Cytosol: Definition, Function & Structure

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  • 0:01 Cells
  • 0:26 Cytosol Components
  • 1:51 Function
  • 2:57 Lesson Summary
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Lesson Transcript
Instructor: John Williams
The cell is the basic unit of life and contains multiple organelles in order to function. One of the key components that supports these organelles is the cytosol. This article discusses cytosol, its functions, and its structure.


The cell is the basic unit of life. Every organism on Earth consists of a cell or cells, and these units are responsible for several life processes. The function of these cells will be determined from the organelles, or little organs, found in each. However, the structural support of these organelles will be provided by a major cellular component known as the cytosol.

Cytosol Components

The cytosol, by definition, is the fluid in which organelles of the cell reside. This is often confused with cytoplasm, which is the space between the nucleus and the plasma membrane. Therefore, the cytosol technically does not include organelles. This distinction is often disregarded, but it is very important for the understanding of the cell and the functions of cytosol.

Cell Components: Arrows Indicate Cytosol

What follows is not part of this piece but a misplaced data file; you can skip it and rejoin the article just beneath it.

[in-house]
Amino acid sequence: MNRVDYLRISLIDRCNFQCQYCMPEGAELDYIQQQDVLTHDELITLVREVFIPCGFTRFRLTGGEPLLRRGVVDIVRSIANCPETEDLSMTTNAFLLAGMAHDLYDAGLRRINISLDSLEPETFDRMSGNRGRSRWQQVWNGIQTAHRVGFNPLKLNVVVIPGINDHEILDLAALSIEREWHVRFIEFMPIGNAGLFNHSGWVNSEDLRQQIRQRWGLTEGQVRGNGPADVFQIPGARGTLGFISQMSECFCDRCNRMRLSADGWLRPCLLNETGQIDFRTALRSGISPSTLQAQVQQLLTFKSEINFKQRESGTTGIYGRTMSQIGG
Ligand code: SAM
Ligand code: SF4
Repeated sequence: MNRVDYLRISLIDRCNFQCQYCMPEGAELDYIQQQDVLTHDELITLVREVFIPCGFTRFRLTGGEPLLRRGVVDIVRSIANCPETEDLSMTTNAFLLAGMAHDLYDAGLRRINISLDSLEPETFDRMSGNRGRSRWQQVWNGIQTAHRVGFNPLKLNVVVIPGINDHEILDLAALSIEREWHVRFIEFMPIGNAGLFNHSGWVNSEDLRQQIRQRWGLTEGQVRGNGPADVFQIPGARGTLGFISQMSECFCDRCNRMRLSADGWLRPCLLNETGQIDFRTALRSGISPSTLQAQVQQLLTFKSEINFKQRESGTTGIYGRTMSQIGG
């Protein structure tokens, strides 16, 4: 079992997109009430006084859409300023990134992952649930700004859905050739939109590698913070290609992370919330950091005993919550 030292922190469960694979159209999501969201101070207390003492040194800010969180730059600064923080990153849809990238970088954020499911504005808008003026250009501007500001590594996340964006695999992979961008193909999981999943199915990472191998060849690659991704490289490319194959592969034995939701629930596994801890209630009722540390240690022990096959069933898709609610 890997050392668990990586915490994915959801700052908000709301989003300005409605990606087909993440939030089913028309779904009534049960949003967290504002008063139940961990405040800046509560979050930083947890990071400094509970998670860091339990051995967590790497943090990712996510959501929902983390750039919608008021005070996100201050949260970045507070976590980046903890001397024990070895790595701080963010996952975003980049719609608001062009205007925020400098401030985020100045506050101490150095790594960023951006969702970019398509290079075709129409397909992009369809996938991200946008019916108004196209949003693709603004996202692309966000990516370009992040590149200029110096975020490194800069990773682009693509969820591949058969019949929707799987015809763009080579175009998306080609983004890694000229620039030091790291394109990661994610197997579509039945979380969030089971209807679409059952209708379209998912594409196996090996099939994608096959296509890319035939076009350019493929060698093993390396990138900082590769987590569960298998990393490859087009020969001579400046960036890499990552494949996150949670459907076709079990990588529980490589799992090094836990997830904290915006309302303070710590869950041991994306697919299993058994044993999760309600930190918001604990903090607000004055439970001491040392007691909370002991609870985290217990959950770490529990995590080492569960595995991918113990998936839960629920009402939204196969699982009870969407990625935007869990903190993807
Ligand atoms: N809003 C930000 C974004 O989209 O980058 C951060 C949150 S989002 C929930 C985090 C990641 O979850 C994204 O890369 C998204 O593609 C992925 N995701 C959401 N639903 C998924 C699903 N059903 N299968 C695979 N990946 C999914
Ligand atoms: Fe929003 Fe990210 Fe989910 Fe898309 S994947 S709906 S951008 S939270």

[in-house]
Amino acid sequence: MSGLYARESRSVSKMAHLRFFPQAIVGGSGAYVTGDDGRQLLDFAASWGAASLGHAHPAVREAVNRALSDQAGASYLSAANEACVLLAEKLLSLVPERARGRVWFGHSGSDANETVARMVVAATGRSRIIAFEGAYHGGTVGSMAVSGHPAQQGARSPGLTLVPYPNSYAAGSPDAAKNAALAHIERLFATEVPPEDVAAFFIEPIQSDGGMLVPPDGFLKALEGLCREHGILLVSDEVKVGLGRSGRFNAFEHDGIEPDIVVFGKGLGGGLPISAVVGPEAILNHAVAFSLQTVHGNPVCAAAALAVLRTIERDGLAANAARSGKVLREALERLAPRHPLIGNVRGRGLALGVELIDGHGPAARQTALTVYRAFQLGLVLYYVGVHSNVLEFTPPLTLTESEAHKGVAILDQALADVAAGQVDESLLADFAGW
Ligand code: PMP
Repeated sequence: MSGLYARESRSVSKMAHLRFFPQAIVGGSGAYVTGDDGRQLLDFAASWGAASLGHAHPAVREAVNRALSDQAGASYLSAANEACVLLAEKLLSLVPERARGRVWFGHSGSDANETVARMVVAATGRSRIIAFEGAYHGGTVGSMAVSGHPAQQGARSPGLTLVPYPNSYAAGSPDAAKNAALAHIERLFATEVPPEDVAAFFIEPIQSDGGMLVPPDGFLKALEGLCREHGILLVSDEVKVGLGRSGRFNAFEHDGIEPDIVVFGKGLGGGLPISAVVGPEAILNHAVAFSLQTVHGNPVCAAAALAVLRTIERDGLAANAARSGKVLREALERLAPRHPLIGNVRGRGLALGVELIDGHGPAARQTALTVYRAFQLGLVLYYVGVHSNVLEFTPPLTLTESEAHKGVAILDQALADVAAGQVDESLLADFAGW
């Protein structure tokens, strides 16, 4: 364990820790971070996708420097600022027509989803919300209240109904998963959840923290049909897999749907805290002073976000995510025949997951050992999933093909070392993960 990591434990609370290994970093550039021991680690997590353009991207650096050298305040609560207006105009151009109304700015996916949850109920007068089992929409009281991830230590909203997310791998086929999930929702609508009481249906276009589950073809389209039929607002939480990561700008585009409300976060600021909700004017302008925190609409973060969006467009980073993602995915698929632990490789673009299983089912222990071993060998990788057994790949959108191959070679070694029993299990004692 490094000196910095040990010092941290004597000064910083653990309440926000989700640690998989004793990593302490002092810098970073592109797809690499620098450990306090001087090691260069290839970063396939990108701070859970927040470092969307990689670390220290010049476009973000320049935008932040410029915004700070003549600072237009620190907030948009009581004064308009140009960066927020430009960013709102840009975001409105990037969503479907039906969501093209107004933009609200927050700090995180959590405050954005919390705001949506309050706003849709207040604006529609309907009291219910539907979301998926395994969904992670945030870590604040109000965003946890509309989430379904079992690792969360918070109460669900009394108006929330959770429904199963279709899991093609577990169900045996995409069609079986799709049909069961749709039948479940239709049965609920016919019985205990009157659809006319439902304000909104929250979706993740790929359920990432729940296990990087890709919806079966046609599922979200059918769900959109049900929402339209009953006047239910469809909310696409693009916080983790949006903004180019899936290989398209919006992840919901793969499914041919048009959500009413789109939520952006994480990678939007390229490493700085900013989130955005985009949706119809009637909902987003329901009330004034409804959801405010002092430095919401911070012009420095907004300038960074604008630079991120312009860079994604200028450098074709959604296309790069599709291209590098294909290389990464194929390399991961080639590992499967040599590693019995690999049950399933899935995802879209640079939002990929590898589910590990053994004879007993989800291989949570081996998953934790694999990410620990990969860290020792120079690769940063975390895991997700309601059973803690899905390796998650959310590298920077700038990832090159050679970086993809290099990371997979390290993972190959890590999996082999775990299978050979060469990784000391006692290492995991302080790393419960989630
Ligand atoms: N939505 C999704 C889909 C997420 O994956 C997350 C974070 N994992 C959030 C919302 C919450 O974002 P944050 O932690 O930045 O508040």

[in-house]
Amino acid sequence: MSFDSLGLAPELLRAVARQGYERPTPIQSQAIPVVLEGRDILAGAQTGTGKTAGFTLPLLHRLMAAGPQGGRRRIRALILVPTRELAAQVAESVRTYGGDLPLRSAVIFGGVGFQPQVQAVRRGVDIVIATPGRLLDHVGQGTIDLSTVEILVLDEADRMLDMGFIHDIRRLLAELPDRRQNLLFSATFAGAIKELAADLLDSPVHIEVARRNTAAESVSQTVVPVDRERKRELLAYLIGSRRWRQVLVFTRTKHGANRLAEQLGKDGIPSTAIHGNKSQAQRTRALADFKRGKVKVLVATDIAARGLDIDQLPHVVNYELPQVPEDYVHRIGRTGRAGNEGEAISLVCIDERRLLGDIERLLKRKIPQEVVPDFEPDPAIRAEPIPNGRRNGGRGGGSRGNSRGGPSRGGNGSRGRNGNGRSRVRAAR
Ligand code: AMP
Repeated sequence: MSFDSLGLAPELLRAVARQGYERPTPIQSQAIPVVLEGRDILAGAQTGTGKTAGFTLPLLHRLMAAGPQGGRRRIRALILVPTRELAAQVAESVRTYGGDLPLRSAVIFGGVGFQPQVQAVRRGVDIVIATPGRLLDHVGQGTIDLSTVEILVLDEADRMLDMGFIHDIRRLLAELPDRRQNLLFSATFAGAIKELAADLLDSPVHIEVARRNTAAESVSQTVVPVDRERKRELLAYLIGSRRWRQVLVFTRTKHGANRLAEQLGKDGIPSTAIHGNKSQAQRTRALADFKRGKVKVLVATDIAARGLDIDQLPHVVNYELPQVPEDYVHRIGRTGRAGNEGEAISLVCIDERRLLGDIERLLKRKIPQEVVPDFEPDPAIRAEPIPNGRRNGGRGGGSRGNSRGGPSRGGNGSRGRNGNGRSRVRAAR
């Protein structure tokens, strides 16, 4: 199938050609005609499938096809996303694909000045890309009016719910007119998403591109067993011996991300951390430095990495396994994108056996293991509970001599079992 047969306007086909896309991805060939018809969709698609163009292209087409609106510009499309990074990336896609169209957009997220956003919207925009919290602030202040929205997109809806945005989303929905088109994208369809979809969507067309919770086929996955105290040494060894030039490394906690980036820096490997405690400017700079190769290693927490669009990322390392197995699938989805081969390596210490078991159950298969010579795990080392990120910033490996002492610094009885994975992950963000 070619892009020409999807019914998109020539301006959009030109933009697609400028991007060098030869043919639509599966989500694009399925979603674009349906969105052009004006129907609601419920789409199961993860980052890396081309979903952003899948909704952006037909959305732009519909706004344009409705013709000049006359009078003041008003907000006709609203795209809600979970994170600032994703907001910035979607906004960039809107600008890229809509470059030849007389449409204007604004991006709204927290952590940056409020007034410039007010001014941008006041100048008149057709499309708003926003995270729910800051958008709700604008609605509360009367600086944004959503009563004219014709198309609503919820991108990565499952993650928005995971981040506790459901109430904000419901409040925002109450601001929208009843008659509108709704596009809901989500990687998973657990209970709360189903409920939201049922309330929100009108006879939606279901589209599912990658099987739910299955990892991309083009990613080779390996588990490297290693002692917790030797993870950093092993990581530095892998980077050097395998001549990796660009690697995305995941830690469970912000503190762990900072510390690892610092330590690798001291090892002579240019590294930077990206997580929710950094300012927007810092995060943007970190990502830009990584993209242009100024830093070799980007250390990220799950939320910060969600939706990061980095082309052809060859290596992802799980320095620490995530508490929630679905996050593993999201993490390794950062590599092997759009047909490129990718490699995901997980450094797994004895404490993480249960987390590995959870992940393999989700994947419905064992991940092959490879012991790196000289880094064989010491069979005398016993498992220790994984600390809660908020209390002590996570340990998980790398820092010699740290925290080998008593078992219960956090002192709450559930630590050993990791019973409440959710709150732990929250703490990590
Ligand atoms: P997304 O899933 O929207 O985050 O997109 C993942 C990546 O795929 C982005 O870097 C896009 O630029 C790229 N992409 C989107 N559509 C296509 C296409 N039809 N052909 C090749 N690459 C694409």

Cell components

The primary component of cytosol is water. Water makes up 70% of a cell and is primarily in the cytosol to dissolve other components. This includes polar molecules and ions, or charged particles. Additionally, this water can be used to assist in chemical reactions within the cell. This will help aid in cellular metabolism.

Proteins and other macromolecules will dissolve in cytosol when not being used. Since most macromolecules (with the exception of lipids) are polar, they can dissolve in the watery component of cytosol for storage. This is beneficial for the cell because it allows the cell to store materials for future use and makes them readily accessible. Additionally, enzymes, which are biological catalysts, are often found in the cytosol in order to speed up chemical reactions within the cell.

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